Something wild and wonderful is happening in San Francisco right now. It goes by the name of The Ice Cream Sandwich Incident, and it’s an absolutely unmissable night of theatre. It’s impossible to say if you will actually like the play—it’s far too strange to be everyone’s cup of tea—but you owe it to yourself to see it with your own eyes. Love it or hate it, you certainly will not be able to forget it.
Few genres of movie went out of style as quickly as noir. Ushered in with the 1940 Alfred Hitchcock movie Rebecca and proving to be one of the most popular genres with audiences, the last recognizable entries in the genre were in 1959. Though it’s doubtful many modern audiences have watched a true film noir from start to finish, the imprint that these films left on the public consciousness can not be erased. City of Angels, a musical from 1989, was written specifically to parody and comment upon the generally vague concept of noir that audiences have. It’s not a wholly successful show, mostly because noir tropes just don’t translate to live performance, but it is unlikely that you will ever get to see a better production of the show than the one currently running at the San Francisco Playhouse, which continues the company’s legacy of extremely high quality live theatre in the best way. Continue reading “Review: “City of Angels” at the San Francisco Playhouse”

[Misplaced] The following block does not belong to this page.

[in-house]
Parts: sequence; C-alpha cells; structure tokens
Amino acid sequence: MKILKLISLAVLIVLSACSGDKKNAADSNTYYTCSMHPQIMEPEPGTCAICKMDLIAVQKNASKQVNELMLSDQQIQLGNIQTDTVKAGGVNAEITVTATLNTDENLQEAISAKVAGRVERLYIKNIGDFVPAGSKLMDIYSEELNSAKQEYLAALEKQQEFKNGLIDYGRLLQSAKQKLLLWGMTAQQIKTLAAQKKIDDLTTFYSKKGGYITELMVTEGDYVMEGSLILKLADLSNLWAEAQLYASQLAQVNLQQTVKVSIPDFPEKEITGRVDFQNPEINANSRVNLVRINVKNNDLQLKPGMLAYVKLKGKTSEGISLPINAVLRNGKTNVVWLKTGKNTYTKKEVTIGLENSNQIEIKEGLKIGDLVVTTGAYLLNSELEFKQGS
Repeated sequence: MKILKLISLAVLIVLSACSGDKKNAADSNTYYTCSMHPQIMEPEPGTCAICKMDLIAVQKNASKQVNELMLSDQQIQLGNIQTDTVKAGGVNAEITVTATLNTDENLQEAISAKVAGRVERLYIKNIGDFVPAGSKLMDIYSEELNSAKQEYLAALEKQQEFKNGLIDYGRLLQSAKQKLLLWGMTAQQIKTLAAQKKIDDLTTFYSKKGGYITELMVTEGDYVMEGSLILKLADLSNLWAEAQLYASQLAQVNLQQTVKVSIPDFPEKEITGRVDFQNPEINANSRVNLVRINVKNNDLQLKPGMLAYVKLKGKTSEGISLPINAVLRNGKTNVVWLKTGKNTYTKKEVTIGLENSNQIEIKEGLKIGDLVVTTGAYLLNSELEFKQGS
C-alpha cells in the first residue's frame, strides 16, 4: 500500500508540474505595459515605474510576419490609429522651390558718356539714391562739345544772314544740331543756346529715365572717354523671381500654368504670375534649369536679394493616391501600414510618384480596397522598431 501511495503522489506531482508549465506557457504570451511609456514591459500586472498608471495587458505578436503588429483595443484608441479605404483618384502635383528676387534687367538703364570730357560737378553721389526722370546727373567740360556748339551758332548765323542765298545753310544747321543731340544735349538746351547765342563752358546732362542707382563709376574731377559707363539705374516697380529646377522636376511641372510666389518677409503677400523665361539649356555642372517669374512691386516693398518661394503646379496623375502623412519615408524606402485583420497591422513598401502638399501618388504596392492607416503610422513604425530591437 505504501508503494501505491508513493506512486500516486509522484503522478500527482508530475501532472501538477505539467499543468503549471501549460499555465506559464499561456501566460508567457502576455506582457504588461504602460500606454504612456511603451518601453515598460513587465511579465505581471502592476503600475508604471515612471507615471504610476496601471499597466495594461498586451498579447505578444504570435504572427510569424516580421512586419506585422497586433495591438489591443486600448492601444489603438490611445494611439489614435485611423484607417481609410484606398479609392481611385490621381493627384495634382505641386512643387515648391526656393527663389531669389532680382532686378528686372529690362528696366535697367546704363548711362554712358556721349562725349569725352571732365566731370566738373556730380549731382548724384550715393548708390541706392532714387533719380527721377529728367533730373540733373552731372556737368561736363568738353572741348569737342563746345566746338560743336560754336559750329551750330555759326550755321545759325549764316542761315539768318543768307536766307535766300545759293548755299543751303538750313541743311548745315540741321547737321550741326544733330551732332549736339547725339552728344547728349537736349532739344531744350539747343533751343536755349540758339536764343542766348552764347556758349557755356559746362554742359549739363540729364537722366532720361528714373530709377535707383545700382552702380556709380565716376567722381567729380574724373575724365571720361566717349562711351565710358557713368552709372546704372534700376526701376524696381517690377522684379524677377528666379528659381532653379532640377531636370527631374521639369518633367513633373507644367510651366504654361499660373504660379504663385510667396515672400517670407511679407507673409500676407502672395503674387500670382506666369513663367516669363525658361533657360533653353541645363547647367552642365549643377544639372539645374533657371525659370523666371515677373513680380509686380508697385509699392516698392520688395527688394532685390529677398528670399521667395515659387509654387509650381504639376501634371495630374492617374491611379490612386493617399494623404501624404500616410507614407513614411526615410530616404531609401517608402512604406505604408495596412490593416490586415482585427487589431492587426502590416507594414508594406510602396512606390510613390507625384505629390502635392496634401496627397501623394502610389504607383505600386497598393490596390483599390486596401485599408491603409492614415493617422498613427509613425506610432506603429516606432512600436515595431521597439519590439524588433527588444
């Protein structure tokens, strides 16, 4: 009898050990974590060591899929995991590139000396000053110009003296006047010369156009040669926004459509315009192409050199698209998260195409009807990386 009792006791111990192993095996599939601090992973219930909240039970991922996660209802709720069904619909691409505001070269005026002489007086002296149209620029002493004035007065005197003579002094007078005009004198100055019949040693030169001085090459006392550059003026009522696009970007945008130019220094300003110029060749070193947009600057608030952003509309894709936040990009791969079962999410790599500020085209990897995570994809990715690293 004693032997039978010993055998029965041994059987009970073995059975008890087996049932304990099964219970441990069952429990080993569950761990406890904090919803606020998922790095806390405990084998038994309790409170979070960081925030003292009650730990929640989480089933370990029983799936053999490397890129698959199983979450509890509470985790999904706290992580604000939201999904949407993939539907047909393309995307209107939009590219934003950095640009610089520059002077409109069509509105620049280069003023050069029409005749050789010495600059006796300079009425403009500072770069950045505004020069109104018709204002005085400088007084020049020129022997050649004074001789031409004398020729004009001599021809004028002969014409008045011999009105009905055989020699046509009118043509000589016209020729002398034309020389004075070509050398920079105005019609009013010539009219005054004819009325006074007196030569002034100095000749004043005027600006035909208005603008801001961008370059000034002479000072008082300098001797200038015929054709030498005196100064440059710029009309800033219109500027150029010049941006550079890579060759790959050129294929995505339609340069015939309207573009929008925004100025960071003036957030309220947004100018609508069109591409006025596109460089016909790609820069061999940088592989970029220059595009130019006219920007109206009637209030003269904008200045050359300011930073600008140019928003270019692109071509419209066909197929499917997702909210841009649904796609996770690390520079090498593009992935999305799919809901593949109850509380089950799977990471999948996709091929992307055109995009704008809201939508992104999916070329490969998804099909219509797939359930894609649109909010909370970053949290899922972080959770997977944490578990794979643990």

La Cage aux Folles was as timely when it opened as shows like Hamilton are today. Despite the show’s old-fashioned sensibility and slightly drippy sentimentality, it celebrated being gay at a time when gay men were dying by the thousands due the AIDS epidemic, all while their own government refused to even acknowledge them. This was a panic-stricken time in New York’s history, and La Cage was so vital because it clung to a sense of desperate optimism at a time when many felt that it would be impossible to be optimistic ever again. Modernity has brought with it an acceptance of the gay-rights movement, so the show has lost its edge, but that does not mean that its boundless joyfulness can not still resonate with audiences. Thankfully, that spirit is still very much alive in Bay Area Musicals’s production of La Cage Aux Folles, which is highly entertaining, if rather pointedly imperfect.
The Theatre Communications Group has just published the readers’ edition of Annie Baker’s new play, entitled John. It is a microscopic work of art, so small as to threaten to disappear. It is also the most quietly devastating and beautiful play to be published in recent memory.